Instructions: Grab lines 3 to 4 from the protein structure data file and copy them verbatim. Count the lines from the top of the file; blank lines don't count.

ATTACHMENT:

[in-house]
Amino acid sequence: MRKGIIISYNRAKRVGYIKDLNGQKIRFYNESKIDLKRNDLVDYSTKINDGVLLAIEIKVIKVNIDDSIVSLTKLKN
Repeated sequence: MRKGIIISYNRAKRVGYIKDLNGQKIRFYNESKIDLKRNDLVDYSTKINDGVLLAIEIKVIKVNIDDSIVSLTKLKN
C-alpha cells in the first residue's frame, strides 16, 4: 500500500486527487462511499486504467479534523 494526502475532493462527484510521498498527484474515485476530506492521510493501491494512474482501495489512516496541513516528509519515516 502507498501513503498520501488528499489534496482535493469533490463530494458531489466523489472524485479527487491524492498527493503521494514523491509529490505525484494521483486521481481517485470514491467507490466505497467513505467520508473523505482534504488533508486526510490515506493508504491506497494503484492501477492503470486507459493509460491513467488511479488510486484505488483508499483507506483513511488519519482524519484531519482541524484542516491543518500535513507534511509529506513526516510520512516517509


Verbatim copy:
Repeated sequence: MRKGIIISYNRAKRVGYIKDLNGQKIRFYNESKIDLKRNDLVDYSTKINDGVLLAIEIKVIKVNIDDSIVSLTKLKN
C-alpha cells in the first residue's frame, strides 16, 4: 500500500486527487462511499486504467479534523 494526502475532493462527484510521498498527484474515485476530506492521510493501491494512474482501495489512516496541513516528509519515516 502507498501513503498520501488528499489534496482535493469533490463530494458531489466523489472524485479527487491524492498527493503521494514523491509529490505525484494521483486521481481517485470514491467507490466505497467513505467520508473523505482534504488533508486526510490515506493508504491506497494503484492501477492503470486507459493509460491513467488511479488510486484505488483508499483507506483513511488519519482524519484531519482541524484542516491543518500535513507534511509529506513526516510520512516517509